Male orb spiders fight less in female-dominated colonies, finds a study of spider cooperation

Orb-weaving spiders spin webs that are linked together in vast webs; Within their colonies, individual spiders protect their own webs from invaders and often fight over food and mates. Credit: Gregory Grether/UCLA

birds do. bees do it. Even spiders in their webs do it: cooperate for more peaceful colonies.

That’s one of the surprising findings of a new study by UCLA students on wheel spiders in Peru.

The study also found that when there are more females than males in colonies of orb-weaver spiders, males fight less with each other — and that females fight less in colonies dominated by females than in colonies dominated by males, resulting in colonies leads that are somewhat more peaceful. The spiders also showed little hostility towards individuals from different colonies, a discovery previously undocumented for colonial spiders.

The research was published in Journal of Arachnology.

“We’re used to thinking of animals like honey bees and elephants that live cooperatively,” said the paper’s senior author Gregory Grether, professor of ecology and evolutionary biology at UCLA. “But spiders are usually solitary, so we were excited to study these colonial spiders and how they interact with colonymates as well as individuals from other colonies.”

Orb-weaving spiders spin webs that are interconnected in vast webs anchored in the surrounding vegetation. Within the colonies, individuals protect their own webs from invaders and often fight each other for food and mates. They retreat to common areas for protection when threatened, and some species defend common areas.

Male wheel spiders fight less in female-dominated colonies

Nihal Punjabi, who recently graduated from UCLA, was one of four co-authors on the study. Credit: Gregory Grether/UCLA

The four student authors – Catherine Wu, Chaiti Bhagawat, Modan Goldman and Nihal Punjabi – participated in a field course led by Grether at the Cocha Cashu Biological Station in southeastern Peru. Their four-day journey to the field research station included a long and winding bus ride through the Andes and a boat ride down the Madre de Dios River and up one of its tributaries.

Over the course of 18 days, the students examined 34 colonies of a species called Philoponella republicana to find out whether the position of the web, the ratio of male to female spiders, or the size of the web or the spiders themselves affected the animals’ levels of aggression. Her work was overseen by Grether, as well as Debra Shier, an associate professor at UCLA, and Roxana Arauco-Aliaga, a social insect and spider researcher who was the research coordinator and associate director of Cocha Cashu at the time.

They observed spiders working together to build their webs and wrap prey in silk, although the spiders did not share their diet – only one spider ate a specific prey item.

Students staged burglaries by placing spiders in different locations and relocating spiders from other colonies. Some spiders defended their own web of orbs against all invaders, but spiders did not cooperate to repel invaders.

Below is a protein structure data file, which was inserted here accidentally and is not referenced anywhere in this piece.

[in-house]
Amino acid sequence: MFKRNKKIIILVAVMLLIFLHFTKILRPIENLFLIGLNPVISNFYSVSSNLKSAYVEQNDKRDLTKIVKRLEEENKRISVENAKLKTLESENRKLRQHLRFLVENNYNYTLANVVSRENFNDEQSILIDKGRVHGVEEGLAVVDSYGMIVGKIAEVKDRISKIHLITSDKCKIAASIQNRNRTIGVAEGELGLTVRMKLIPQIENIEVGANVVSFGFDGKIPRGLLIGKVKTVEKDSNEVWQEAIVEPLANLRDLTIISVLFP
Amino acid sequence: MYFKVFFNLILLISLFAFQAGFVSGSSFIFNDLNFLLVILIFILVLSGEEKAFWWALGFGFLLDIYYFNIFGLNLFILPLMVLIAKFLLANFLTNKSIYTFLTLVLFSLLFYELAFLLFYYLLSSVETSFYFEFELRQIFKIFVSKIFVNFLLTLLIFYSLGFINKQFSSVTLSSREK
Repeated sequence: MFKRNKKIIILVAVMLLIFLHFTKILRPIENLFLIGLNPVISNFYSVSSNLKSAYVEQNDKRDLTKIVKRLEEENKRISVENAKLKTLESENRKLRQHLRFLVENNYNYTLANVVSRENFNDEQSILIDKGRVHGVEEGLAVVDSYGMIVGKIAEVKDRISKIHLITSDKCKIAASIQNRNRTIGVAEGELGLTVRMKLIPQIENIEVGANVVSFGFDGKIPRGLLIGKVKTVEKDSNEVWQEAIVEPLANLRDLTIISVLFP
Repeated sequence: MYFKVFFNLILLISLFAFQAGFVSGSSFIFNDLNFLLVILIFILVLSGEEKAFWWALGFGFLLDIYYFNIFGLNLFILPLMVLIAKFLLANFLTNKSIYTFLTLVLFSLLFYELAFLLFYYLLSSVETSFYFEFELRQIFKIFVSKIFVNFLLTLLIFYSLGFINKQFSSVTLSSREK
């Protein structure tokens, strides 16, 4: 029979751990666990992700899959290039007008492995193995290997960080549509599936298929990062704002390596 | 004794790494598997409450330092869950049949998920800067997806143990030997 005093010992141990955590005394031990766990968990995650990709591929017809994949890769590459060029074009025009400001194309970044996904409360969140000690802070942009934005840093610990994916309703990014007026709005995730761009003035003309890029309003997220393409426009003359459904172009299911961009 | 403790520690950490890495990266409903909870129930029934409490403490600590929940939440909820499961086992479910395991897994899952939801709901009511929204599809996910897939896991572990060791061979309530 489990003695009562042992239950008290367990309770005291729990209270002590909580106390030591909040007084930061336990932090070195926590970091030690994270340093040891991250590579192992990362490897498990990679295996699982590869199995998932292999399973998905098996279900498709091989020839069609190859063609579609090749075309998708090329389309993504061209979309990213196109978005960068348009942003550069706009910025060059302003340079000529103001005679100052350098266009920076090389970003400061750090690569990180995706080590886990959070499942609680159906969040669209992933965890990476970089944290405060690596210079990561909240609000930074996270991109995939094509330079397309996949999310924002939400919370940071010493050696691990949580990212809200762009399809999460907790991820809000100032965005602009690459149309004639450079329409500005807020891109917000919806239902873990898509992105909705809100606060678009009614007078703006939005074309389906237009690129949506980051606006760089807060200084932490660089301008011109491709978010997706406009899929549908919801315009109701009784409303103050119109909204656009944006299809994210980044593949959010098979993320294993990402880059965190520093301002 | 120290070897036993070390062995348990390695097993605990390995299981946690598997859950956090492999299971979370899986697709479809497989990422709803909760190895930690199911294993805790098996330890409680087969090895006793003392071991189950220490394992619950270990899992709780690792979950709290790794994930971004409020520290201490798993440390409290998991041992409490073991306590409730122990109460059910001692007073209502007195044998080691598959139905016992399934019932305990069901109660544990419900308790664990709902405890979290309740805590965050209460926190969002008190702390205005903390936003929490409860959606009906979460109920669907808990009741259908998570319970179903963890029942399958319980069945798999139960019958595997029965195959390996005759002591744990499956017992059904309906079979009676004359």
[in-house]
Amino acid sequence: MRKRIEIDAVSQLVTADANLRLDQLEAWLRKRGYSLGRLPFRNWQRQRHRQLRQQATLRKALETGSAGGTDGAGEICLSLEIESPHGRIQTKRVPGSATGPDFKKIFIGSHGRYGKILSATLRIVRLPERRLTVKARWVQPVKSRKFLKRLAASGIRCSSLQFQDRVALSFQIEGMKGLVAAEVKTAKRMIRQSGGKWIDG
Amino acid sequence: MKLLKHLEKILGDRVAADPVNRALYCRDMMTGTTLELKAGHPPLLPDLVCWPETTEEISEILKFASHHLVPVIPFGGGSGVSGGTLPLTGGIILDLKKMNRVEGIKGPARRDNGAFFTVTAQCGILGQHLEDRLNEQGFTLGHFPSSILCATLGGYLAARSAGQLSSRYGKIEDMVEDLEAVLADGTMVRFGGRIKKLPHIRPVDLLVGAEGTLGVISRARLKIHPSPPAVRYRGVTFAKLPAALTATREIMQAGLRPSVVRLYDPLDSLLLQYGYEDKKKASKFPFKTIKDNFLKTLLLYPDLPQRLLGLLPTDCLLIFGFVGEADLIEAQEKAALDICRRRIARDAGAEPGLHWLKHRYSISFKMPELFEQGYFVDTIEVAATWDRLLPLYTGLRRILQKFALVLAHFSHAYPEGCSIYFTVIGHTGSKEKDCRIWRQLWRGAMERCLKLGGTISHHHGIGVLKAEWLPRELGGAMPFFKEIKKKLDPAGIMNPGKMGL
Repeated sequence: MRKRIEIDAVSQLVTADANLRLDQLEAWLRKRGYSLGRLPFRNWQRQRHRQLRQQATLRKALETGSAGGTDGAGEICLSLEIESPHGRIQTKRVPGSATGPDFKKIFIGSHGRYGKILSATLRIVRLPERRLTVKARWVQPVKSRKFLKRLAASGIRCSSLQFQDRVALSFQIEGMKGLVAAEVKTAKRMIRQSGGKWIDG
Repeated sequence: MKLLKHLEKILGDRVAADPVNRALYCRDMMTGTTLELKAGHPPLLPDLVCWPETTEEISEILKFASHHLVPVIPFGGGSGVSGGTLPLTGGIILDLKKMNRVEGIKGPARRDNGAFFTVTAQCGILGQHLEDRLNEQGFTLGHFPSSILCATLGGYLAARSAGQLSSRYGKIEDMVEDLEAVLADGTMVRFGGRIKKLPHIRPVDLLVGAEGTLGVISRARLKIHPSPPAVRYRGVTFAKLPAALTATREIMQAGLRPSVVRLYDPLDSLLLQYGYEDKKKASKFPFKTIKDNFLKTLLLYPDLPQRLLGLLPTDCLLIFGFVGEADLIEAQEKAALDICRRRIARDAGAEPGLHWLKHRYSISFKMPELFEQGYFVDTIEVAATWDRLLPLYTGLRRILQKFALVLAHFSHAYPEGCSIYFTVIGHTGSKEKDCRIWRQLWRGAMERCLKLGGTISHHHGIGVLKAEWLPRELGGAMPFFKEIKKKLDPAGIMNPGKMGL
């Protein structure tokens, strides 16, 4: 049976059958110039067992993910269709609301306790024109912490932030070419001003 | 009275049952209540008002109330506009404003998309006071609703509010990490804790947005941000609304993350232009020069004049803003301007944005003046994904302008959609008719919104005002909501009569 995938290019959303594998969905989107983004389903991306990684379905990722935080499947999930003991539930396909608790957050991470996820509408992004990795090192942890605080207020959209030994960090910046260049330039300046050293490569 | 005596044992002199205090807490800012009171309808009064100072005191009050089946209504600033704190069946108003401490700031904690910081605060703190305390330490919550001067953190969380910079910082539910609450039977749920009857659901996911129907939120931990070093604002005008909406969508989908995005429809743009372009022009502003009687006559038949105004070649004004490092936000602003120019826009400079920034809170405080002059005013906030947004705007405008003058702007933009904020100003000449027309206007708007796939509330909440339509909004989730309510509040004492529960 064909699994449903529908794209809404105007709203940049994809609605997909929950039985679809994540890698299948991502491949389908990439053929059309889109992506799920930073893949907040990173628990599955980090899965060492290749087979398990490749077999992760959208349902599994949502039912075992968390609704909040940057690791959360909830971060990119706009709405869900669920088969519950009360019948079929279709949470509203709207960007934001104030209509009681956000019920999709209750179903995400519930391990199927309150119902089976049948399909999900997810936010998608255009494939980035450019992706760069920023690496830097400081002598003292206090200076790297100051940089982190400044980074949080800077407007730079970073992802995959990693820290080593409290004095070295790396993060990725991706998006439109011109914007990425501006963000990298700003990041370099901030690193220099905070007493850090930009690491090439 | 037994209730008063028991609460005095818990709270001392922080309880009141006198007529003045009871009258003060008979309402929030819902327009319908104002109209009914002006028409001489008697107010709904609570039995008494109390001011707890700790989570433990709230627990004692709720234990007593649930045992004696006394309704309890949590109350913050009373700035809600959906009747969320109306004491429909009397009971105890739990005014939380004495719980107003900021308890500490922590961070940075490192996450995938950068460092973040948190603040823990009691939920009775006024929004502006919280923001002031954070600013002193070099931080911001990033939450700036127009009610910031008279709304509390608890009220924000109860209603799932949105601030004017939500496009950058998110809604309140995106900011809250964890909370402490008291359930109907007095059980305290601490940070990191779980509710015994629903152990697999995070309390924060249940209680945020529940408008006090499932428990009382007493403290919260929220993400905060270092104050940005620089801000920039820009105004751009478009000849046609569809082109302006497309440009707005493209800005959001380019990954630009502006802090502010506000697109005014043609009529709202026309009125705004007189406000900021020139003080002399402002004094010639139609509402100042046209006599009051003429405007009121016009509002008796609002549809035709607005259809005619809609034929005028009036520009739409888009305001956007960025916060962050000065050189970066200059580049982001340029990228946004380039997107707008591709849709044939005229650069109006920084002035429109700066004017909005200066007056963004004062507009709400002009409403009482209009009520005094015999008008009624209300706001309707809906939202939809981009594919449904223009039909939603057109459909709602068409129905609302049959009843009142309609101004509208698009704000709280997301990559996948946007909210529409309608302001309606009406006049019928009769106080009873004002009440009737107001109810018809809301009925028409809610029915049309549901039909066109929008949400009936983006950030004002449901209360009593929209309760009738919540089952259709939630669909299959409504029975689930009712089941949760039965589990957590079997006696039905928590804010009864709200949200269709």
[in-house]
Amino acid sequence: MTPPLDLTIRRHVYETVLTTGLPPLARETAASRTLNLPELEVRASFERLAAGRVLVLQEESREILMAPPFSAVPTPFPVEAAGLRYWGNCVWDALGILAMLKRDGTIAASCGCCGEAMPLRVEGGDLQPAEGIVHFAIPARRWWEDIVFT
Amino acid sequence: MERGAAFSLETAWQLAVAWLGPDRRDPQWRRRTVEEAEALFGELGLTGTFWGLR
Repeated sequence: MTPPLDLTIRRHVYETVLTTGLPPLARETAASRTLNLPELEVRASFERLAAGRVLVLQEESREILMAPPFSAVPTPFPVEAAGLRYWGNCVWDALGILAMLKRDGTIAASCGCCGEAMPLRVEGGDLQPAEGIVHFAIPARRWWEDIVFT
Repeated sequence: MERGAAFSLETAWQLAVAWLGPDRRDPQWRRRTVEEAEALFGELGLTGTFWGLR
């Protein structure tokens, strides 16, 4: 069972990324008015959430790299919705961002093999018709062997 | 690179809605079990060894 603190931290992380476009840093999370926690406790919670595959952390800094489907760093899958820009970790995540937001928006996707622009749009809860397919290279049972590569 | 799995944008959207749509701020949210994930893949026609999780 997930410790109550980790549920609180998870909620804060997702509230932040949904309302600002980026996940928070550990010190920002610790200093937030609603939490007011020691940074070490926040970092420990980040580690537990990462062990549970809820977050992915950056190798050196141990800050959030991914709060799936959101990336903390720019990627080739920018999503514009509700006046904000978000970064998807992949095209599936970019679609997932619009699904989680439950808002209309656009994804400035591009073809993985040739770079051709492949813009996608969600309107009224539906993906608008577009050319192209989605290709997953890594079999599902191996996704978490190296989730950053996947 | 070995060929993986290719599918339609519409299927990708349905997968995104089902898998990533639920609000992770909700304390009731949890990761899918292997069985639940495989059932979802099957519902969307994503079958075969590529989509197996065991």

When colonies had more females than males, males fought with other males and females less with males than in male-dominated groups, resulting in somewhat more peaceful colonies.

Male wheel spiders fight less in female-dominated colonies

Cole Heramb (left), Catherine Wu and Chaiti Bhagawat observing wheel spiders in Peru. Credit: Gregory Grether/UCLA

However, when colonies had many large and medium-sized females, these females snatched the most prey and fought the most over captured insects, resulting in slightly more aggressive colonies.

After returning from the field, the students learned from previous research that group living among spiders is extremely rare – they are observed in less than 0.1% of species. Nevertheless, several types of sociality are recognized by arachnologists. Territorial spiders, which cooperate in prey capture, web building, and brood care, most closely resemble truly social animals like ants, honey bees, and naked mole rats.

Territorial colonial spiders, which cooperate in web building but also compete aggressively with other residents of their own colony for food and mates, appear to have evolved multiple times from solitary individuals, presumably when ecological conditions favored group life. They occupy a position on the social continuum similar to that of group-dwelling primates, including humans.

The student researchers all graduated from UCLA. Wu now works in outdoor education at UCLA Recreation, Bhagawat is pursuing a master’s degree at Ghent University, and Goldman and Punjabi are medical students at Carle Illinois College of Medicine and Case Western Reserve University, respectively.

Grether has been leading groups of UCLA students to tropical rainforests for field research training since 2001. He plans to return to Cocha Cashu to unveil more of his secrets with a new group of students in January 2023.

More information:
Catherine Wu et al., Aggression in a colonial spider in the western Amazon, Philoponella republicana (Araneae: Uloboridae), The Journal of Arachnology (2022). DOI: 10.1636/JoA-S-20-093

Provided by the University of California, Los Angeles

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